The Lying Woods


Owen Foster is from the small town of Lake Cane in Louisiana, where his father has done exceedingly well in the fracking business. Because of this, Owen attends a hoity-toity private school several hours away.  It took him a little while to fit in, but fit in he did, forming good friendships and excelling in academics and sports.  He is living the high school dream, but he is not unaware of his fortunate circumstances, and he appreciates them. With his parents he takes plenty of nice vacations, has an extravagant home base, wants for nothing.  This all comes crashing down when his father, Robert, disappears with millions of dollars, bringing his company to ruin and wrecking the lives of most of the Lake Cane community, whose livelihoods depended on the firm.  Neither Owen nor his mom know where papa has fled to.

Owen abruptly must return home.  He and his mother are forced to live with his very uncharitable Aunt Lucinda in what used to be his mother’s family home.  He must go to the local public school, where he faces daunting social rejection from his classmates as well as from the town at large, all of whom hold him responsible for his father’s behavior and/or are convinced that he and his mother have money hoarded somewhere.  To his credit, Owen shows up and makes the attempt to apologize and integrate, while at the same time standing up for himself as an innocent victim. Needless to say, this situation creates a great deal of tension in the story.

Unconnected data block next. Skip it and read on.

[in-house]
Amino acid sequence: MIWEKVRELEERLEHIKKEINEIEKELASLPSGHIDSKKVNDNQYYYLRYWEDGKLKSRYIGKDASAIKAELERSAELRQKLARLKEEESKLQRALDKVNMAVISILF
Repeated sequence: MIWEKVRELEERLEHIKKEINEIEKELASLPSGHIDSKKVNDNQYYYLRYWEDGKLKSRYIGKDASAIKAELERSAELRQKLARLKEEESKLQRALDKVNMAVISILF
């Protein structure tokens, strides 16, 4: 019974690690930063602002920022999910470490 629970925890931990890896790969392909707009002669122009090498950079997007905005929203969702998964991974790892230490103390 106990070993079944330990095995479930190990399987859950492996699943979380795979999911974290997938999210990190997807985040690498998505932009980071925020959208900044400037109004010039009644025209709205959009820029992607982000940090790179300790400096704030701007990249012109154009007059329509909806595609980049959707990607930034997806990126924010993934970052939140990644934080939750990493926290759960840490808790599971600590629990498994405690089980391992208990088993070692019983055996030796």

By “accident,” Owen is steered toward the pecan orchard of a notable recluse in the town, who hires him to help bring in the pecan harvest and to help restore a big ole house on the property that has fallen into rack and ruin.  In the course of telling this aspect of the story, the reader learns interesting things about how pecan trees are nurtured and harvested. Coming from a part of the country where this is a notable enterprise, I enjoyed reading about this.

Interwoven with Owen’s present-day story is another story taking place on the grounds of the pecan orchard a generation or so earlier, so the reader has to do a mental shift from chapter to chapter to adjust to which narrative is being advanced.

Mystery abounds, holds the attention, deepens rather dramatically toward the end of the book, and is satisfactorily resolved.

There are a few unreformed reprobates in the book, but for the most part the characters both young and old grow and progress in their insights, responses, and hope for the future.

Bad language abounds on just about every page, often more than once on a page.  I don’t recall any religious profanity, however. There is teenage sex resulting in an unplanned pregnancy, but it is not overly descriptive.  No moral stance is taken on the pregnancy, although the girl feels pressured into marriage.

Aside from the language and sex caveats, this is an interesting, thoughtful book that will keep readers engaged right up until the very last page.

Categories: Books We Recommend, Bullying, Crime, Diversity, Navigating through High School, Offensive Language in YA Literature, Parent Conflict, Peer Relationships

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